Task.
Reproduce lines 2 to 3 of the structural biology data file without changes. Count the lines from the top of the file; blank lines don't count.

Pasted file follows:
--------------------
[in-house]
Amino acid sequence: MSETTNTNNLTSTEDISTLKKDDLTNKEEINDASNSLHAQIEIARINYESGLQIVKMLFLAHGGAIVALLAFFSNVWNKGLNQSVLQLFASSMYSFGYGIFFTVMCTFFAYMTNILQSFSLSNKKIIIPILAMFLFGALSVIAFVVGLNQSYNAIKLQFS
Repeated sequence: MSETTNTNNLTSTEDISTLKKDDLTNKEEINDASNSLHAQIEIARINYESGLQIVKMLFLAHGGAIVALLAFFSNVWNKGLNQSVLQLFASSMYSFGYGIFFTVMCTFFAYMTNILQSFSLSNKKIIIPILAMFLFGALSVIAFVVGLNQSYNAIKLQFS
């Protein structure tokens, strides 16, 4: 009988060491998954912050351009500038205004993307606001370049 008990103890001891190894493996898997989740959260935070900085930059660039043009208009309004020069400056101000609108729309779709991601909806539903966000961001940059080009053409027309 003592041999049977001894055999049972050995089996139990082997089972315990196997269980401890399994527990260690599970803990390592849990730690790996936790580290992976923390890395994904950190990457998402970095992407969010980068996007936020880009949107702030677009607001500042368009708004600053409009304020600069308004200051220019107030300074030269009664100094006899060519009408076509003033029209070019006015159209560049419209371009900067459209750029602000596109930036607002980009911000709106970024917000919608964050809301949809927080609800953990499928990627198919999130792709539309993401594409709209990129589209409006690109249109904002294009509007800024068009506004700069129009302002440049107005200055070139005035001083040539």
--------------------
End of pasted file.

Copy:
Amino acid sequence: MSETTNTNNLTSTEDISTLKKDDLTNKEEINDASNSLHAQIEIARINYESGLQIVKMLFLAHGGAIVALLAFFSNVWNKGLNQSVLQLFASSMYSFGYGIFFTVMCTFFAYMTNILQSFSLSNKKIIIPILAMFLFGALSVIAFVVGLNQSYNAIKLQFS
Repeated sequence: MSETTNTNNLTSTEDISTLKKDDLTNKEEINDASNSLHAQIEIARINYESGLQIVKMLFLAHGGAIVALLAFFSNVWNKGLNQSVLQLFASSMYSFGYGIFFTVMCTFFAYMTNILQSFSLSNKKIIIPILAMFLFGALSVIAFVVGLNQSYNAIKLQFS